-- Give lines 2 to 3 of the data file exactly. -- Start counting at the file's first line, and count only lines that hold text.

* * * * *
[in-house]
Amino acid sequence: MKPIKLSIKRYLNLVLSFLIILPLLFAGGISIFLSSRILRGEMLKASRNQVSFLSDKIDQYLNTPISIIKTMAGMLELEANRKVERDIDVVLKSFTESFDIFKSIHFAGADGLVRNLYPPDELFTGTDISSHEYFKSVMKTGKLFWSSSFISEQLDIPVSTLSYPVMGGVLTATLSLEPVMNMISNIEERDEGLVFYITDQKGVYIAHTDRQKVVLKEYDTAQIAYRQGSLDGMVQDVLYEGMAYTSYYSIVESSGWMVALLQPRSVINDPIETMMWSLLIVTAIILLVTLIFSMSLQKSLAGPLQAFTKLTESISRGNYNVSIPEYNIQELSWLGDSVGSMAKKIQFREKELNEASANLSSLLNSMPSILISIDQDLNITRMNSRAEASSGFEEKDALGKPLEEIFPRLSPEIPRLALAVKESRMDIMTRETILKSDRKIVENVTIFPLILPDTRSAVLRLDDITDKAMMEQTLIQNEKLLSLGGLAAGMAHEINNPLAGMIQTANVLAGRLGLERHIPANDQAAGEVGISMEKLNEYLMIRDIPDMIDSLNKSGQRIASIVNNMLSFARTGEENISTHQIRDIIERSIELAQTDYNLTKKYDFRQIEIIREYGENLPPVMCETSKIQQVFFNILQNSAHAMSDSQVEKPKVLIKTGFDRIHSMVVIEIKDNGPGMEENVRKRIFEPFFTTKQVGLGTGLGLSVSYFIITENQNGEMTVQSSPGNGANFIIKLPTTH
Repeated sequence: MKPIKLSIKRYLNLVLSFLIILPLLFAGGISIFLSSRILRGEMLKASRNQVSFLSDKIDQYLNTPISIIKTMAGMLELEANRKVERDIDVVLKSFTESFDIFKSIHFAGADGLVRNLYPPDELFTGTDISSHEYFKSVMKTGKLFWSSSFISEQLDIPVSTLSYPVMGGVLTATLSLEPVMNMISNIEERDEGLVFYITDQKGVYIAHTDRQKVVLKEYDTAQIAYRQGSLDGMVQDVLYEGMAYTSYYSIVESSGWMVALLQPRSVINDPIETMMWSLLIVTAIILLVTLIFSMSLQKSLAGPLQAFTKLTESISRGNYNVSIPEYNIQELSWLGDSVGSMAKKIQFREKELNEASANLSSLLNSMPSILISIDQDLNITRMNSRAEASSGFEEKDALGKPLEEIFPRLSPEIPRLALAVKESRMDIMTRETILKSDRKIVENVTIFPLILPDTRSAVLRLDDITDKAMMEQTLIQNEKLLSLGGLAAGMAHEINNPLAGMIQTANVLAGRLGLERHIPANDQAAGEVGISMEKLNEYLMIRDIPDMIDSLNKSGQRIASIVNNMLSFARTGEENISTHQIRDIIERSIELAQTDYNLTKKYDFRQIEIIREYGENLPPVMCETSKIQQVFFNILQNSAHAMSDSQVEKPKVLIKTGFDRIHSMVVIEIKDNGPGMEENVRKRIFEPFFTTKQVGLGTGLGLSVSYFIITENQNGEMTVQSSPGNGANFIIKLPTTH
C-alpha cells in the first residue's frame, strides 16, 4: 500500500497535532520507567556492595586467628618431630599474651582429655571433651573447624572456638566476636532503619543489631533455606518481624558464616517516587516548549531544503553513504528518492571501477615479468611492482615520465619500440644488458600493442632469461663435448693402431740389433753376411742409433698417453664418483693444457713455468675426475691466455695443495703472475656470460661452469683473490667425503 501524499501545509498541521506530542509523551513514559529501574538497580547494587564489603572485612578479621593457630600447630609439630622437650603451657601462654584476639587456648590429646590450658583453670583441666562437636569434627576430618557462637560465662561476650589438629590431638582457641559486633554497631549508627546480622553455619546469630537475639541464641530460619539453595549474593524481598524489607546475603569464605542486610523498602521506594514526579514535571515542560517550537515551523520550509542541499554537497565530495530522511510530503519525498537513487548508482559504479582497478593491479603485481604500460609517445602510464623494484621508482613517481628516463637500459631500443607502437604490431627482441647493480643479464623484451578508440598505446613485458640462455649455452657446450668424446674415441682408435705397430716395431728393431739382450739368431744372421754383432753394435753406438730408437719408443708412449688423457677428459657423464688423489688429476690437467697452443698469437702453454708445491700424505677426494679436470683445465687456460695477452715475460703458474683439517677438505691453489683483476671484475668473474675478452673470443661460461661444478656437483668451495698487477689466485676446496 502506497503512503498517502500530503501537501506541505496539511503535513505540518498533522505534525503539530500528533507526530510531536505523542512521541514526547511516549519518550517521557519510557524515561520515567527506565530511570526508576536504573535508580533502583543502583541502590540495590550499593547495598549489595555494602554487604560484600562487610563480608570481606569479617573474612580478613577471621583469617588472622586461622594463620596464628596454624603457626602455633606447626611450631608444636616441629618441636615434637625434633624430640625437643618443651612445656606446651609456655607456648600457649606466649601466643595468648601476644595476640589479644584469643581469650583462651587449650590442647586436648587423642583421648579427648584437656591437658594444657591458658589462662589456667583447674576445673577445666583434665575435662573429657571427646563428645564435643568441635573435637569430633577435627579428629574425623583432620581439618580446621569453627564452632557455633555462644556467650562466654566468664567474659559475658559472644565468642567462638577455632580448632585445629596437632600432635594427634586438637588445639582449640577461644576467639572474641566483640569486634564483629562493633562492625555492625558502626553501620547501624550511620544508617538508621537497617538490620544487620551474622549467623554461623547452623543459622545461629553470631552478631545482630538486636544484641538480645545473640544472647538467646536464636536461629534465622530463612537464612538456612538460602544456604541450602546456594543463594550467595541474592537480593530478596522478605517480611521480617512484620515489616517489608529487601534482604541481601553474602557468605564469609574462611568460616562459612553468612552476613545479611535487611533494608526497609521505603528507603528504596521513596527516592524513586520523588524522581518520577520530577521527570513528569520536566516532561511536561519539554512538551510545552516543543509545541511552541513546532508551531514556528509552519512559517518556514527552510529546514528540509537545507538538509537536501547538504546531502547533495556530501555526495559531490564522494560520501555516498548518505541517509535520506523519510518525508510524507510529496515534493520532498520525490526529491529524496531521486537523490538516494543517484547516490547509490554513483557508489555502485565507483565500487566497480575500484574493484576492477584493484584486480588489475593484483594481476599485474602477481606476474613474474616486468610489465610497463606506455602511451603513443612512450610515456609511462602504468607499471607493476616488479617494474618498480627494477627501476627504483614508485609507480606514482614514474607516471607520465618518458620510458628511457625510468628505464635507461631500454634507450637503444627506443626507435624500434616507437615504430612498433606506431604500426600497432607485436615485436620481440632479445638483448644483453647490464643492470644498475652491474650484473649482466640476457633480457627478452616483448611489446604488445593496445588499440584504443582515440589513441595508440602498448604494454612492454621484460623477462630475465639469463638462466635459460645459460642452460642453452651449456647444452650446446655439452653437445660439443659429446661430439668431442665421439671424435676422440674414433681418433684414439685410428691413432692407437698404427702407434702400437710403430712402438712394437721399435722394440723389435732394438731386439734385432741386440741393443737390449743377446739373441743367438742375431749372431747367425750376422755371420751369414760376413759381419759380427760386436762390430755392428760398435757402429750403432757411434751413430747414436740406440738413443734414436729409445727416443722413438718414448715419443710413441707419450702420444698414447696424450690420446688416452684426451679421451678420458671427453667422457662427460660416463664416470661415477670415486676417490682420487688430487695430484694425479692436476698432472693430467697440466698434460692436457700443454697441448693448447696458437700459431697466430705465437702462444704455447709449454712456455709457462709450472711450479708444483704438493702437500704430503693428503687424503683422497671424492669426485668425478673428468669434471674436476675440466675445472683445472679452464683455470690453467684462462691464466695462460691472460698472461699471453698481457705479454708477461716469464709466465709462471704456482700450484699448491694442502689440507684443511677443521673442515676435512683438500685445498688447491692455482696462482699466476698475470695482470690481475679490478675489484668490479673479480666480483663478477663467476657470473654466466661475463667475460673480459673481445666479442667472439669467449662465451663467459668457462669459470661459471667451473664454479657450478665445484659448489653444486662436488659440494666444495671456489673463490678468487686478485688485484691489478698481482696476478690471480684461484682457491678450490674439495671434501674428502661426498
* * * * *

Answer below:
Amino acid sequence: MKPIKLSIKRYLNLVLSFLIILPLLFAGGISIFLSSRILRGEMLKASRNQVSFLSDKIDQYLNTPISIIKTMAGMLELEANRKVERDIDVVLKSFTESFDIFKSIHFAGADGLVRNLYPPDELFTGTDISSHEYFKSVMKTGKLFWSSSFISEQLDIPVSTLSYPVMGGVLTATLSLEPVMNMISNIEERDEGLVFYITDQKGVYIAHTDRQKVVLKEYDTAQIAYRQGSLDGMVQDVLYEGMAYTSYYSIVESSGWMVALLQPRSVINDPIETMMWSLLIVTAIILLVTLIFSMSLQKSLAGPLQAFTKLTESISRGNYNVSIPEYNIQELSWLGDSVGSMAKKIQFREKELNEASANLSSLLNSMPSILISIDQDLNITRMNSRAEASSGFEEKDALGKPLEEIFPRLSPEIPRLALAVKESRMDIMTRETILKSDRKIVENVTIFPLILPDTRSAVLRLDDITDKAMMEQTLIQNEKLLSLGGLAAGMAHEINNPLAGMIQTANVLAGRLGLERHIPANDQAAGEVGISMEKLNEYLMIRDIPDMIDSLNKSGQRIASIVNNMLSFARTGEENISTHQIRDIIERSIELAQTDYNLTKKYDFRQIEIIREYGENLPPVMCETSKIQQVFFNILQNSAHAMSDSQVEKPKVLIKTGFDRIHSMVVIEIKDNGPGMEENVRKRIFEPFFTTKQVGLGTGLGLSVSYFIITENQNGEMTVQSSPGNGANFIIKLPTTH
Repeated sequence: MKPIKLSIKRYLNLVLSFLIILPLLFAGGISIFLSSRILRGEMLKASRNQVSFLSDKIDQYLNTPISIIKTMAGMLELEANRKVERDIDVVLKSFTESFDIFKSIHFAGADGLVRNLYPPDELFTGTDISSHEYFKSVMKTGKLFWSSSFISEQLDIPVSTLSYPVMGGVLTATLSLEPVMNMISNIEERDEGLVFYITDQKGVYIAHTDRQKVVLKEYDTAQIAYRQGSLDGMVQDVLYEGMAYTSYYSIVESSGWMVALLQPRSVINDPIETMMWSLLIVTAIILLVTLIFSMSLQKSLAGPLQAFTKLTESISRGNYNVSIPEYNIQELSWLGDSVGSMAKKIQFREKELNEASANLSSLLNSMPSILISIDQDLNITRMNSRAEASSGFEEKDALGKPLEEIFPRLSPEIPRLALAVKESRMDIMTRETILKSDRKIVENVTIFPLILPDTRSAVLRLDDITDKAMMEQTLIQNEKLLSLGGLAAGMAHEINNPLAGMIQTANVLAGRLGLERHIPANDQAAGEVGISMEKLNEYLMIRDIPDMIDSLNKSGQRIASIVNNMLSFARTGEENISTHQIRDIIERSIELAQTDYNLTKKYDFRQIEIIREYGENLPPVMCETSKIQQVFFNILQNSAHAMSDSQVEKPKVLIKTGFDRIHSMVVIEIKDNGPGMEENVRKRIFEPFFTTKQVGLGTGLGLSVSYFIITENQNGEMTVQSSPGNGANFIIKLPTTH